The event was well attended and with only minor exceptions did not feel crowded. You could have made this an all day event starting at 11 and going till 4. Once your tasting was done you could buy glasses of any Justin wine for $5 (except Isosceles Reserve). Again a great deal!

This is a fairdinkum value event and an opportunity to visit a great facility and taste some exclusive wines while being fed and entertained. Crikey it doesn’t get much better than that. All of the Justin wines were excellent in our view, especially the reds, and even though caving to the major corporate dollars of Fiji water, Justin still has managed to maintain its local operational feel.  Time will tell but for now a great place to go and enjoy good and excellent wine.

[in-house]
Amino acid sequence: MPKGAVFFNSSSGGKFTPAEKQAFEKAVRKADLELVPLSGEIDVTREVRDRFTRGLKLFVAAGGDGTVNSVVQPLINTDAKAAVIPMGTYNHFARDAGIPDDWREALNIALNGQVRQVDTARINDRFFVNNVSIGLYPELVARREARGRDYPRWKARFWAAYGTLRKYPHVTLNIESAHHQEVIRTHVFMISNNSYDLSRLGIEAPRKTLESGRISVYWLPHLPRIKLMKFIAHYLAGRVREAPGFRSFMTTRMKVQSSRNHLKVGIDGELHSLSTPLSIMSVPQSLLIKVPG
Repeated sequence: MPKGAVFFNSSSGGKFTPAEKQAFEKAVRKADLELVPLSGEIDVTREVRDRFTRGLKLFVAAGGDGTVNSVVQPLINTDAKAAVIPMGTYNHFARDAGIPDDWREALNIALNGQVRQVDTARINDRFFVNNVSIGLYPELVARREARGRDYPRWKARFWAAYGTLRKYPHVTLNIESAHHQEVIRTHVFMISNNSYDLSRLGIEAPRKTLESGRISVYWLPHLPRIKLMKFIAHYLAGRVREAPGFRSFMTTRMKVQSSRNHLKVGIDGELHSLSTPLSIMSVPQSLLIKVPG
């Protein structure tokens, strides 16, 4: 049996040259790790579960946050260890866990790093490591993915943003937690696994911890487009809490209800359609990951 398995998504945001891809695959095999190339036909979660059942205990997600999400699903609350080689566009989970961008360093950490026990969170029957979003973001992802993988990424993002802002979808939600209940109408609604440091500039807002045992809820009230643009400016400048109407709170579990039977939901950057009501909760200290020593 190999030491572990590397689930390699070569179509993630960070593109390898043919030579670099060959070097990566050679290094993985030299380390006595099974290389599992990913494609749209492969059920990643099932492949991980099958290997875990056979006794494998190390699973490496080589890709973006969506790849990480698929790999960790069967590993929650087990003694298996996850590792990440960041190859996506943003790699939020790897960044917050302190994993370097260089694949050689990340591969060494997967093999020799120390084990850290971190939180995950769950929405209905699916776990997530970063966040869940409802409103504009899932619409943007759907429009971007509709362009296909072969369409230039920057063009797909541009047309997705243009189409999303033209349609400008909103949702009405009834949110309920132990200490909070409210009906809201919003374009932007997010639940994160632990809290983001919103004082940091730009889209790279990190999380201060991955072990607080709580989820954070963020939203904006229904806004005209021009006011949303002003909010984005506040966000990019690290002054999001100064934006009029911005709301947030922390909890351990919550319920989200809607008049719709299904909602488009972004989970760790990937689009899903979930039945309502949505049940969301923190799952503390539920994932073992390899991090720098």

Tasting Regards,

Kiwi & Koala

Sep 1, 2012

The Wine Glass

While rinsing out a used up Vegemite jar, it occurred to me that there was a time, when once all the wonderful Vegemite was gone, this vessel would now be considered a viable beverage container. Not just for milk or juice or cordial, but also for beer, bourbon or wine.
 We know, we can hear the global collective gasp of drinking ponce’s everywhere particularly the wine ponce. Maybe wine from this era gone by, was more easy going and did not need to be served in the 'just so' perfect type of specialty glassware for each and every type and style of wine. Maybe science has targeted the humble container for our drinking pleasure. Or maybe this is just a huge marketing ploy! One company makes over twelve different styles of glassware, for two hundred and fifty or so different styles of wines, brandies and cognacs!